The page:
Martin Luther was troubled. He was committed to being the best monk possible. He dedicated his life to serving God and the church. Yet he found that God was impossible to please, and the church was far from perfect.
On Oct. 31, 1517, in Wittenberg, Germany, Luther posted his thoughts about God and the church. His teachings gained purchase with many. The result was the 150-year movement in Europe that became known as the reformation and that continues to have an impact today. Luther was not alone in his struggles and desires.
Steven Hawking, renowned physicist and acknowledged atheist, recently said that humanity will not last another thousand years on this earth. He suggested we move to another planet — which we haven’t found yet. He has also warned of other life forms beyond earth of which humanity needs to be aware. People often think Hawking represents the brightest and the best, and Hawking sees trouble for our world.
Our society perceives itself in many ways. Science and reason have become our saviors. Humanity and nature have become our wards. Most people are convinced God must be subject to our decisions and desires. Yet all of us exist in a reality, which we can’t totally control or even understand.
This 500th anniversary of the reformation reminds us that our fears and needs have not changed. With all our progress and knowledge, we are still concerned about questions of death and our place in the universe.
The answers Luther found in the reformation address our concerns today. How does God feel about us? What do we do in the face of an overwhelming reality like death?
Luther read the Bible and discovered that God has made himself known to us as a God of love. Luther’s fundamental discovery was in how he read the Bible. Luther’s heart skipped for joy when he understood God’s character. God shows mercy to the guilty and love to the unlovable. Luther saw himself as the recipient of God’s undeserved kindness, not the target of His deserved anger.
Luther discovered that God is love. God sent His Son Jesus to die on the cross as a sacrifice for sinful mankind. Jesus wasn’t guilty of any sin. His death paid the price for sin. God’s wrath over sin and all who do wrong was poured out on Jesus.
The reformation is summed up in a brief statement by Luther: “I must listen to the Gospel. It tells me, not what I must do, but what Jesus Christ, the Son of God, has done for me.” (Commentary on the Epistle to the Galatians, Chapter 2) Because of Jesus, God turns toward humanity in love. God forgives all those who have faith in Jesus. After his death on the cross, Jesus rose from the dead. He conquered death for all those who believe in him.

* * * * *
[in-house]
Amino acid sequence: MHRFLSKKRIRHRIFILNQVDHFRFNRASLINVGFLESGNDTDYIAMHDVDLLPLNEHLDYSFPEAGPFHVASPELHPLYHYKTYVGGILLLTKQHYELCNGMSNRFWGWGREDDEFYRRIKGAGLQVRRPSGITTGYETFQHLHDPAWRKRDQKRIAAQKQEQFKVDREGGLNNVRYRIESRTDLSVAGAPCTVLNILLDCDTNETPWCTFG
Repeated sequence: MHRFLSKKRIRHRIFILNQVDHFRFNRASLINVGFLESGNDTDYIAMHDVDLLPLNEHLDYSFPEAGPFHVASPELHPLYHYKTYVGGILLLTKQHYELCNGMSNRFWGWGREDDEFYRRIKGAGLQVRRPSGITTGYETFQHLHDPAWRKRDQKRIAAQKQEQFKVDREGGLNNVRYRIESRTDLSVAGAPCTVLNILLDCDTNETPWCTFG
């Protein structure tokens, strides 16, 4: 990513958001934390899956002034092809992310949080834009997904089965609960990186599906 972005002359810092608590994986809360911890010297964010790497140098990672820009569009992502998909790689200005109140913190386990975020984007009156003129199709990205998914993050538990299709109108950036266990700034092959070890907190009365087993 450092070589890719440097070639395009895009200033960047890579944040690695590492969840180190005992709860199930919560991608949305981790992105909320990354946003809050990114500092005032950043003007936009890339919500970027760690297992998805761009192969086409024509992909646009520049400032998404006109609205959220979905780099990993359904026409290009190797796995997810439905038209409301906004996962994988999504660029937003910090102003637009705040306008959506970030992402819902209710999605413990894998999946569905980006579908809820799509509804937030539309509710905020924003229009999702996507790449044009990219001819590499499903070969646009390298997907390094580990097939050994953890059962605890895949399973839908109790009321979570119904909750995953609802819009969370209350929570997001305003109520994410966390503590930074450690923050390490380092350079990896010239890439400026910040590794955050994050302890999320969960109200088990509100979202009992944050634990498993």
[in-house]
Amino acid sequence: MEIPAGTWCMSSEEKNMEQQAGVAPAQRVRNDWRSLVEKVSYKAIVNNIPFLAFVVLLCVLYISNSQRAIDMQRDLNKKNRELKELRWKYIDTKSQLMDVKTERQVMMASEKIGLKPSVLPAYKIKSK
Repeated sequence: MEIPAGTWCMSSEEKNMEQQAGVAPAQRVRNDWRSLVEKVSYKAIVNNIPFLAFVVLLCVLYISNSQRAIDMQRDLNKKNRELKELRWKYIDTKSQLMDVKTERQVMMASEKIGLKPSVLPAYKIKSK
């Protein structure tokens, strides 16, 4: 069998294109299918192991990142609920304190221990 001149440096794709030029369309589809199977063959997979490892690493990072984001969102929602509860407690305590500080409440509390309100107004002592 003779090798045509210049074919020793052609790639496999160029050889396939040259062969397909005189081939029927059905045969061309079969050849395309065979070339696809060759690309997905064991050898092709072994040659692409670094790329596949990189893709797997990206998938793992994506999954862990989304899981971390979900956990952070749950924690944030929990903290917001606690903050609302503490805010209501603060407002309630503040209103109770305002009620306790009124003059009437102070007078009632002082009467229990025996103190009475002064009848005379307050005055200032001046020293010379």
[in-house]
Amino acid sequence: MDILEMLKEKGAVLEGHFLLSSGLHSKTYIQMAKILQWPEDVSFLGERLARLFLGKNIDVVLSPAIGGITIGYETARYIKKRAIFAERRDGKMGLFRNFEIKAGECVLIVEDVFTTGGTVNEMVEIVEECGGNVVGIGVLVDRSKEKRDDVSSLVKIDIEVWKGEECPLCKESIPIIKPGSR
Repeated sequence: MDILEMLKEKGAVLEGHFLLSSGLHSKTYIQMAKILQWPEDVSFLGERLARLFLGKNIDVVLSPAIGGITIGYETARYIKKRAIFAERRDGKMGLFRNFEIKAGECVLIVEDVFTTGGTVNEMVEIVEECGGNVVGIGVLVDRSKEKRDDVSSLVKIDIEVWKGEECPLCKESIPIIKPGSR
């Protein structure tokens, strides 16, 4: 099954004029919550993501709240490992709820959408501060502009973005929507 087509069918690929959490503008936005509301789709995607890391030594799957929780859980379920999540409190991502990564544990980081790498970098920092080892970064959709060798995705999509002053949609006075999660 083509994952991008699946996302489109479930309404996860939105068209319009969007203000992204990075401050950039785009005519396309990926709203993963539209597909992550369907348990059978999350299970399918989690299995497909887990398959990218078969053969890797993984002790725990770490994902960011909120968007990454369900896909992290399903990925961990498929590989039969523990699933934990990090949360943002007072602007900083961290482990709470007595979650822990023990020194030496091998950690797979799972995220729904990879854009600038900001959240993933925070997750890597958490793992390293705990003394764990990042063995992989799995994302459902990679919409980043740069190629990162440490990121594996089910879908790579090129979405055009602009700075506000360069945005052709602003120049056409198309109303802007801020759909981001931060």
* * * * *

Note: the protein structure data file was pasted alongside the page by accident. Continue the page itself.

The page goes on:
In the reformation, Luther taught that humans don’t earn God’s love by trying to please him. God’s love is a free gift because of Jesus. This is the good news of the Gospel. Faith in Jesus as God’s Son and our Savior gives forgiveness of sins and eternal life.
These answers address humanity’s needs. The individual’s standing before God and the perpetual battle against death are answered in Jesus Christ. He is God’s love. He conquered death. He reconciles you to God.
Our world has turned to science and intellect for answers, but they have failed to save us. We have looked to human ingenuity and evolution to deliver us from death, yet death is still inevitable. Even the most learned among us are looking for answers outside of our world.
Five hundred years have passed since Luther began the reformation. The truth is still the truth. Humanity’s situation hasn’t changed. Luther needed answers. He found them in God’s love. Luther taught everyone that God sent Jesus to forgive sins and to give eternal life. Where are you looking for answers?
This is not an attempt to convince you with human reason or logic or a suggestion to reject all you know. It is an invitation to explore the Reformation. Read about Luther and his theology. Find a local congregation of The Lutheran Church — Missouri Synod, and talk to the pastor. Find out about a God who truly loves you. Learn about a God who loves you beyond death.
The source for this article is the Lutheran Church Missouri Synod.
Rev. John Turner is the pastor at Faith Lutheran Church.